Logger could go to prison for illegally cutting trees in Wisconsin national forest

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The Moquah Barrens is undergoing ecosystem restoration as part of the Northwest Sands Project is an attempt to restore the Moquah Barrens, a pine barrens ecosystem.

By Eric Freedman

A northern Wisconsin logger faces possible time behind bars on charges he illegally cut timber in an environmentally sensitive part of the 1.5 million-acre Chequamegon-Nicolet National Forest.

A federal grand jury in Madison has indicted 40-year-old Jerod Hecimovich on charges of stealing, injuring,  cutting and removing live oak timber from an 88-acre parcel of national forestland in Bayfield County.

Chequamegon-Nicolet National Forest sign. Image: Oneida County, Wisconsin

The Chequamegon-Nicolet is managed for multiple uses such as forestry and harvesting of forest products, wildlife habitat, wilderness and natural areas, fisheries and recreation, according to the national forest’s website.

The agency’s management goal is to restore  northern forest landscapes lost or damaged during the turn-of-the-20th-century logging, while providing a wide array of uses and experiences to the public.

In 2019, Hecimovich’s company, Hecimovich Forest Products in Mason, won a U.S. Forest Service contract to harvest timber from 486 acres in the Northwest Sands Project Management Area, according to the indictment.

The company contracts with private property owners and federal, state and county agency to log on their lands, it said.

The Northwest Sands Project is an attempt to restore the Moquah Barrens, a pine barrens ecosystem. It includes restoration of plant and animal species through such measures as prescribed burns, invasive species removal, native seed plantings and timber harvests.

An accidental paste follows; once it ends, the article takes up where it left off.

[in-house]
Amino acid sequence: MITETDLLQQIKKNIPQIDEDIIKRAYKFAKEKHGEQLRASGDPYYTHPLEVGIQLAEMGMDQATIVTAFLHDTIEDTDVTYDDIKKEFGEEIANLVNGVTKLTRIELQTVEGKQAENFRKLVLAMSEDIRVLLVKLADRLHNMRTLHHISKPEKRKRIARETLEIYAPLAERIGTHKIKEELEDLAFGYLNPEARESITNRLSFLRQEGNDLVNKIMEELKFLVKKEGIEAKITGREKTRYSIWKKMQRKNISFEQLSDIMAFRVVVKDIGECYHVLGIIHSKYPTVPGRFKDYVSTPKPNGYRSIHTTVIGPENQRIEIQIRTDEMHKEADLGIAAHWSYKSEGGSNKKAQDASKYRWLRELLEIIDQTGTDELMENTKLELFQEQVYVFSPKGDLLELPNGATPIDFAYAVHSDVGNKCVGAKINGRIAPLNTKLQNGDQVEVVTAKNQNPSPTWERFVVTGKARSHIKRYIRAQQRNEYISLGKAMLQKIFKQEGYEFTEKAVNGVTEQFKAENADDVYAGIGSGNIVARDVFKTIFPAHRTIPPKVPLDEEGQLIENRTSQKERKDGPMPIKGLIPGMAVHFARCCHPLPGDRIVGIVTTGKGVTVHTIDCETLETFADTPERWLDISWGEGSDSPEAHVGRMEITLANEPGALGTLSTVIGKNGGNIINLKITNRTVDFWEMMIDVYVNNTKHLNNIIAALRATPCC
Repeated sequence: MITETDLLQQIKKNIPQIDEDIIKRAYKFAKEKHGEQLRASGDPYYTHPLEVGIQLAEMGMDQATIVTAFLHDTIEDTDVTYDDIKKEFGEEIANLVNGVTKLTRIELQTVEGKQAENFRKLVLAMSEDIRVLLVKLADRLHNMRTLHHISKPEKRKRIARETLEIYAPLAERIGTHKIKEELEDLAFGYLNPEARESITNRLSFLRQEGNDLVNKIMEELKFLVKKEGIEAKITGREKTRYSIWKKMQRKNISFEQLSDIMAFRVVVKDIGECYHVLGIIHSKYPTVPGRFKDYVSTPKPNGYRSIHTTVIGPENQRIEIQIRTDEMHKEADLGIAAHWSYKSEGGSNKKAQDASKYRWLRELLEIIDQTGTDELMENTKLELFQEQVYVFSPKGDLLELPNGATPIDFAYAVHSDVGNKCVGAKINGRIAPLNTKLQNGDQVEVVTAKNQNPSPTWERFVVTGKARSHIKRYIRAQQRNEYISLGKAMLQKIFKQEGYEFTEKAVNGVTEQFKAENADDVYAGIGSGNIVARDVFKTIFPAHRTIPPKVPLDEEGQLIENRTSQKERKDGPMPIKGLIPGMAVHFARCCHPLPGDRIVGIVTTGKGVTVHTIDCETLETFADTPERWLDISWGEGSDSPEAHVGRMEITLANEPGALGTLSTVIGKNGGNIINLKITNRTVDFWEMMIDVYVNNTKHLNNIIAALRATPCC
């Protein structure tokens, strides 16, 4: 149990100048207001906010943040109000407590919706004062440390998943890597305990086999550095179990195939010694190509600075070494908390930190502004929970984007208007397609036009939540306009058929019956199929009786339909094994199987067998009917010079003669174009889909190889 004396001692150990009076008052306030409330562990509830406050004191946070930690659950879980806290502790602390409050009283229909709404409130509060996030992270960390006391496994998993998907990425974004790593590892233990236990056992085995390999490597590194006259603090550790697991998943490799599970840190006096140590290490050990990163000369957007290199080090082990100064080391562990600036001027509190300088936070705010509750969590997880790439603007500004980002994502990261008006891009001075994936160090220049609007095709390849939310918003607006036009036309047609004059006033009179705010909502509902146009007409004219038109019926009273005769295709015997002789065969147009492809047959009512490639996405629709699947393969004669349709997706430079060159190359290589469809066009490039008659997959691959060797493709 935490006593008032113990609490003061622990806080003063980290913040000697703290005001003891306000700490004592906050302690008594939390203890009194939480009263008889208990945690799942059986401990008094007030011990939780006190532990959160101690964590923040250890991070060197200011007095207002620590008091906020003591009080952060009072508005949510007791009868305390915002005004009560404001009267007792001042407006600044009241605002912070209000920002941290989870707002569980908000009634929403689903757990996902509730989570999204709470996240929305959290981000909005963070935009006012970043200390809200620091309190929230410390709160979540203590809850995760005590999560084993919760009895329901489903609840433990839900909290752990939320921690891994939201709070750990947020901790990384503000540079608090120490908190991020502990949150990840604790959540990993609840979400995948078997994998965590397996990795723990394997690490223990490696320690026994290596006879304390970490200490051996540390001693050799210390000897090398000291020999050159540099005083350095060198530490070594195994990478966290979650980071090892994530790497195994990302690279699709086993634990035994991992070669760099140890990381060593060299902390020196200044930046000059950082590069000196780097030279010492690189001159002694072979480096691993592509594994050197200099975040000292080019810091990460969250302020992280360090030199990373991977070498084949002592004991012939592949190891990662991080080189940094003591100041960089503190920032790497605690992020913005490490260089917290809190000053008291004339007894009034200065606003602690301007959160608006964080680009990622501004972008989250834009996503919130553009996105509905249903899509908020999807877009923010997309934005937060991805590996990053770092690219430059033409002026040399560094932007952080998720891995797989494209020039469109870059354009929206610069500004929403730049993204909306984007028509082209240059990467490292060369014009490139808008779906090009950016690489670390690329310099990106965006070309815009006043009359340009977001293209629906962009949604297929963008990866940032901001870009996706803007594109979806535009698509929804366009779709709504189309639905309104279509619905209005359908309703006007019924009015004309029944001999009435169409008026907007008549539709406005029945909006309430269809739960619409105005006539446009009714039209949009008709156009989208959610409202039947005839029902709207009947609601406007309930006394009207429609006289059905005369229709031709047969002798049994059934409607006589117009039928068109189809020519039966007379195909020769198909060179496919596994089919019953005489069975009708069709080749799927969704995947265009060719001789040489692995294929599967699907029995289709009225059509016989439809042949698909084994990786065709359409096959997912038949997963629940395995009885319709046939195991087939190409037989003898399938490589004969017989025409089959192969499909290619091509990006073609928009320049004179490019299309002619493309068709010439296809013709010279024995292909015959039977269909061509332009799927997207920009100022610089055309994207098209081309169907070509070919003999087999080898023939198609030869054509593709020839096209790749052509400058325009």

Revenue from timber harvesting was to pay for restoration work, the indictment said.

The Forest Service describes the Moquah Barrens this way: “Wildflowers paint a colorful quilt of blooms that attracts native birds, butterflies and other wildlife. These hardy plants thrive in this sandy, arid environment.

Scene from the Moquah Barrens in Wisconsin’s Chequamegon-Nicolet National Forest. Image: U.S. Forest Service.

“Gray wolf, black bear, red fox, plains pocket gopher, eastern bluebird, clay-colored sparrows and eastern towhees make their home in this habitat. Prescribed burning keeps this area ideal habitat for Brewer’s blackbird, upland sandpiper, tree swallow, badger and woodchuck.”

The 88-acre parcel at the heart of the criminal case had a 76-year-old red oak stand with northern red oak, red maple, bigtooth aspen, quaking aspen, paper birch and scrub oak, according to the indictment.

The restoration plan required portions of the acreage “to be developed into an oak woodland with mature trees that could be maintained by use of prescribed fire,” the indictment said.

Harvesting requirements for that parcel included the size of trees to be cut. The indictment claims the company illegally cut live oak timber that its contract specified cannot be removed.

In October 2021, a Forest Service timber sales administrator visited the parcel, discovered that Hecimovich’s company had “violated the harvesting requirements by cutting a large quantity of timber that did not meet the parameters of the contract” and ordered Hecimovich to stop all logging on the parcel.

If convicted, he faces a maximum10-year prison term, according to a news release from the U.S. Attorney’s Office.

The government also seeks to recoup $24,736 from Hecimovich.

Citing the ongoing criminal case, Forest Service regional press officer Franklin Pemberton said he could not comment on how that figure was calculated, whether the agency has barred Hecimovich and his company from additional timber-cutting contracts, and whether the agency found evidence of his illegal cutting on other parcels.

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